Vertere is a new company, barely a year old. The driving force behind it is Touraj Moghaddam, founder of Roksan Audio, and for the moment it specialises in audio cables, though there are a number of digital and analogue components in development.
The company has taken a back-to-basics approach, examining the exact job a cable has to do and how a signal travels through it – its intriguing designs are the result of that research.
In the Pulse-B interconnect, the signal is sent down two sets of silver-plated high-purity copper conductors.
Each set is made up of three multi-stranded Teflon-insulated conductors: two are tightly twisted; the third has 50 per cent larger strands and a less severe twist.
The other conduction path is made up of a much larger-diameter insulated copper conductor.
This conductor has a slow twist and is PVC coated. The Pulse B is shielded, and configurable for use as a line level interconnect, tonearm cable or for use between a preamp and power amp.
Some may complain that the Pulse B doesn't look very expensive. The cable's made well, but doesn't exude any glitz or glamour. Start listening, however, and that simply won’t matter.
Fine performers with everything
We used this premium interconnect over a number of months, trying it with everything from budget systems based around Marantz 6004 kit (around £310 a pop) up to some tasty set-ups including the likes of Burmester’s £50,000 077/911 MkIII monobloc combination, Naim’s CDS3 and NDX streamer (with 555PS outboard power supplies) and ATC SCM 50 speakers. We also combined it with the company's Pulse-X speaker cable.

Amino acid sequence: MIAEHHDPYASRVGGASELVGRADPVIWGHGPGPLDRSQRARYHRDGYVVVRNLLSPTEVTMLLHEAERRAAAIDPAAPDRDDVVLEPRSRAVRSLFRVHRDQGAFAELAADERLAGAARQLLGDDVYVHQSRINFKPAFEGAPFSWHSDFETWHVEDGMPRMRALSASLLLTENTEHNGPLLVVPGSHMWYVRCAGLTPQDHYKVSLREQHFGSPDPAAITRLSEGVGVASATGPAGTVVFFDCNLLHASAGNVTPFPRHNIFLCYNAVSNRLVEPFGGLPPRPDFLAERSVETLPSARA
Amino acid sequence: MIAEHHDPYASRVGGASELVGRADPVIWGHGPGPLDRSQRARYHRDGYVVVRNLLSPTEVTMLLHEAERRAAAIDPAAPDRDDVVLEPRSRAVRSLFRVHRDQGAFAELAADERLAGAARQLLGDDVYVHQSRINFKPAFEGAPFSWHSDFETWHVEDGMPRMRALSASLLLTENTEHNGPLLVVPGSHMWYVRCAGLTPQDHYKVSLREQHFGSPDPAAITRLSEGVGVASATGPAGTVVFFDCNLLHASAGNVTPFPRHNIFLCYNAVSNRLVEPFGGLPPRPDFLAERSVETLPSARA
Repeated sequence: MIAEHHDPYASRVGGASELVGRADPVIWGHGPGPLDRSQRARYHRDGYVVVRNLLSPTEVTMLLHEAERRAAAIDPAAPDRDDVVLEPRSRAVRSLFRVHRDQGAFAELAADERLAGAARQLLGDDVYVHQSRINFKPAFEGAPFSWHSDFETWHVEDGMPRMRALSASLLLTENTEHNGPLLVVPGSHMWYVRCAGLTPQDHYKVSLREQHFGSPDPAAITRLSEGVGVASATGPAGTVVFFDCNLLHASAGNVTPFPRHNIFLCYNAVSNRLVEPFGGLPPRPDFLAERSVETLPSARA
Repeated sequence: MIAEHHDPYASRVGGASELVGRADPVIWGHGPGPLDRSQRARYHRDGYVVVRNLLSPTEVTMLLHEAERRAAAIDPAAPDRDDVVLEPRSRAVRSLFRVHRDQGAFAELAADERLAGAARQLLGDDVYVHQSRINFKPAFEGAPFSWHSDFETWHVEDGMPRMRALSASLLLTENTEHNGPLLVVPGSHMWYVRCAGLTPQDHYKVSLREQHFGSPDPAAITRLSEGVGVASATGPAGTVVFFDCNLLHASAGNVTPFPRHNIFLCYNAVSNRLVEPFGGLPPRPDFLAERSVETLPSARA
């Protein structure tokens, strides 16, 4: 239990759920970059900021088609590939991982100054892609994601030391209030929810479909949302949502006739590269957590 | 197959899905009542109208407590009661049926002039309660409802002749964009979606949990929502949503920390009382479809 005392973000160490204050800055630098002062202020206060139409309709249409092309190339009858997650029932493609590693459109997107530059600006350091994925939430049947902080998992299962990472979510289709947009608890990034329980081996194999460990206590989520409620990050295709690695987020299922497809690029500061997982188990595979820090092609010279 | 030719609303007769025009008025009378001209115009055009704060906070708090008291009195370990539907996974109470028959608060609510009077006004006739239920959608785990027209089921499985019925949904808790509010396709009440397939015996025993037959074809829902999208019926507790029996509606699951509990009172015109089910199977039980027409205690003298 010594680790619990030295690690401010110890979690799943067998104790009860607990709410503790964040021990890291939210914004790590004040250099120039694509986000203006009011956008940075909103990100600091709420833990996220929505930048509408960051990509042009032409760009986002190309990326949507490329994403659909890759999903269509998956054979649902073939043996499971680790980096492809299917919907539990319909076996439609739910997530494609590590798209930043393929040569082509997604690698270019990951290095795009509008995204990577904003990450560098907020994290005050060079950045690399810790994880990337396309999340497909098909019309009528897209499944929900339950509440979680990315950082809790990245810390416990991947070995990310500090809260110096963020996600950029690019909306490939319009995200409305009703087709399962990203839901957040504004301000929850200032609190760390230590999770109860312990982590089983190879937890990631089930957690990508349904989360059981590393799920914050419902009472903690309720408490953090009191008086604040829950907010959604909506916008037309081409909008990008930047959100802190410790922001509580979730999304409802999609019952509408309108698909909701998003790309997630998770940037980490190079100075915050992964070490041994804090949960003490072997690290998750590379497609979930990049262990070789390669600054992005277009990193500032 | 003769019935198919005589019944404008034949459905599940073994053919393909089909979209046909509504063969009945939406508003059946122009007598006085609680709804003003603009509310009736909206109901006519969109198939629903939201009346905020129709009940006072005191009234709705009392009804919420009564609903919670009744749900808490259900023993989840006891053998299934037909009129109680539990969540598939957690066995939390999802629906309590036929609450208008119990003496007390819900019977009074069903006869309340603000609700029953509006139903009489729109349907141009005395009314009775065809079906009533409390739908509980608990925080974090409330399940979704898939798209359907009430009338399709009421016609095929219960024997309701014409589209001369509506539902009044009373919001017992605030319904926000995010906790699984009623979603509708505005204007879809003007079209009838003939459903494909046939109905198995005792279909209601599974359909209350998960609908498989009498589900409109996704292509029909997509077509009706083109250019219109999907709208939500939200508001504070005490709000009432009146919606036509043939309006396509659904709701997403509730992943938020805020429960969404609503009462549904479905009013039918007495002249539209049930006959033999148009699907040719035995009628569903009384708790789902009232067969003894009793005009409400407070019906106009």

The cables’ sonic signature remained truly consistent throughout.
Cables, of course, can make the music signal only worse, never better. The best cable is the one that degrades the signal least, and this Vertere is all about preservation of musical energy.
In every system we tried, their effect is the same. The leading edges of notes are as sharply defined as you like, and pack a mighty punch when the music demands.
More than that, the sound delivered is timed immaculately. This means not only that the hard-charging rhythms of Radiohead’s Kid A are punched out in all their glory, but also that the interplay between instruments is preserved and easy to appreciate.
These cable majors on control, insight and agility, not on making things sound nicer. It will help a system communicate the drive and enthusiasm in a piece – it’s all about communicating the drama and passion of music.
Some will never be able to get past the price of this interconnect, and we can respect that. Those who can should try to hear the Pulse-B in an appropriate system. If our experience is anything to go by, we think they’ll be mightily impressed.
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